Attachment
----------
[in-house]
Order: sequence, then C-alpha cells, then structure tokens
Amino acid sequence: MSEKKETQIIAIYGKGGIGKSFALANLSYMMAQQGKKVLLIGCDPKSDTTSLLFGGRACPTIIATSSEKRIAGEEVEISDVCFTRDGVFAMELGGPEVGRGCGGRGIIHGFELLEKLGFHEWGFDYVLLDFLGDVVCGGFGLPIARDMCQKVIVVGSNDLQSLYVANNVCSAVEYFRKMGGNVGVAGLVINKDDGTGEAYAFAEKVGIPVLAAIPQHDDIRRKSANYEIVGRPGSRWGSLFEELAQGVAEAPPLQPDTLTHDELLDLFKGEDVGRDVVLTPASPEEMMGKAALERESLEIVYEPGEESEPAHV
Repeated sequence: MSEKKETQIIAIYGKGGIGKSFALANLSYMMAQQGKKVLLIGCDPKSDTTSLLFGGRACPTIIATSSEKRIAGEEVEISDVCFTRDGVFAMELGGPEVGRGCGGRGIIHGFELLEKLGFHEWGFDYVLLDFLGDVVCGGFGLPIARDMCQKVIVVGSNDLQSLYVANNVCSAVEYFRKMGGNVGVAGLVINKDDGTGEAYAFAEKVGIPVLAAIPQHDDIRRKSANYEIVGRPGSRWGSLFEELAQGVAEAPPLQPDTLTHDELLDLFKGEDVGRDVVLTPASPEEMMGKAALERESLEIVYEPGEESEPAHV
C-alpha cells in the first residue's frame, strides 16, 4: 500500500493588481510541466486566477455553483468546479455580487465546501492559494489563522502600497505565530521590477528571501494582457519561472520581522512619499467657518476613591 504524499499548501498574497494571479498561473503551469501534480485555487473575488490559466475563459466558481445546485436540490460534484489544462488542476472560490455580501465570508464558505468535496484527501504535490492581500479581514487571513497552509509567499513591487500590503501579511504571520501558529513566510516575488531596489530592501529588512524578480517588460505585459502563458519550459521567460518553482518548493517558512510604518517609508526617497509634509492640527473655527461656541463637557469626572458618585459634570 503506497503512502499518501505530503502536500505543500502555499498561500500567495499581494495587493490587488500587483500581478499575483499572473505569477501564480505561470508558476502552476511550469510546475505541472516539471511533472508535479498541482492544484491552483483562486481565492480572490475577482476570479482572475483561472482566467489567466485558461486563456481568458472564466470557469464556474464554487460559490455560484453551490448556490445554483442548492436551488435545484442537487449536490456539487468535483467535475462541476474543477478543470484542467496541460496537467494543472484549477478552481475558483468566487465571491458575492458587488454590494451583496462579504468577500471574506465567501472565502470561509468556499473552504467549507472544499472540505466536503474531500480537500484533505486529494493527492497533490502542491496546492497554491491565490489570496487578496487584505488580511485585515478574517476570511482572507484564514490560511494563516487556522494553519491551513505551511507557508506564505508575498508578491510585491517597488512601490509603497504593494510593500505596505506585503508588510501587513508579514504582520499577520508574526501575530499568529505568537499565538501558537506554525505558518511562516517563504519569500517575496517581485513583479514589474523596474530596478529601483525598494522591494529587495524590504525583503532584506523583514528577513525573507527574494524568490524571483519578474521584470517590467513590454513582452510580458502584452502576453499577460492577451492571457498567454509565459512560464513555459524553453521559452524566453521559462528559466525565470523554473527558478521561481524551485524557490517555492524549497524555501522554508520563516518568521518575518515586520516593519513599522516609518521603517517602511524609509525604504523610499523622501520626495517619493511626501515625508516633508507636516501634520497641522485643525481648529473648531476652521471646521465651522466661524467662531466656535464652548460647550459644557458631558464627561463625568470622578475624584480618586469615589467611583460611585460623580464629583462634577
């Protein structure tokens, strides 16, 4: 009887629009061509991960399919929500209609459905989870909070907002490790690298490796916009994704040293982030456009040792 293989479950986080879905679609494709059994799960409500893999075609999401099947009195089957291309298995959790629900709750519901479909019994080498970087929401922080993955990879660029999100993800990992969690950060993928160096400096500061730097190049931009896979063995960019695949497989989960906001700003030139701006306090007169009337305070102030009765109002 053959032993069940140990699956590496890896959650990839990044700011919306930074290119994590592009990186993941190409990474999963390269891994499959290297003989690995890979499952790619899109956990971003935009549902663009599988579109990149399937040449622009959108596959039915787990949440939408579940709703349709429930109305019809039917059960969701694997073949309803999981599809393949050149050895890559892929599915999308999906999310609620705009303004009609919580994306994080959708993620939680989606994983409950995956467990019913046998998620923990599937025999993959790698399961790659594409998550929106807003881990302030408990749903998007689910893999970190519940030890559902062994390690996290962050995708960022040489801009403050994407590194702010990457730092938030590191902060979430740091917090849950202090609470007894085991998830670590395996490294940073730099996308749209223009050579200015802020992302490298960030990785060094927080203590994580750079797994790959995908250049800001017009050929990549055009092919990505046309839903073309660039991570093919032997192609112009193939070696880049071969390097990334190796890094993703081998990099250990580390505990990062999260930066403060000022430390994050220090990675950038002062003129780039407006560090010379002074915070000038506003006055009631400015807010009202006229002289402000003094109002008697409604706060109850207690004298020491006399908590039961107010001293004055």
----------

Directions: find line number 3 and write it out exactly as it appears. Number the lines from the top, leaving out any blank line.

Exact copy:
Amino acid sequence: MSEKKETQIIAIYGKGGIGKSFALANLSYMMAQQGKKVLLIGCDPKSDTTSLLFGGRACPTIIATSSEKRIAGEEVEISDVCFTRDGVFAMELGGPEVGRGCGGRGIIHGFELLEKLGFHEWGFDYVLLDFLGDVVCGGFGLPIARDMCQKVIVVGSNDLQSLYVANNVCSAVEYFRKMGGNVGVAGLVINKDDGTGEAYAFAEKVGIPVLAAIPQHDDIRRKSANYEIVGRPGSRWGSLFEELAQGVAEAPPLQPDTLTHDELLDLFKGEDVGRDVVLTPASPEEMMGKAALERESLEIVYEPGEESEPAHV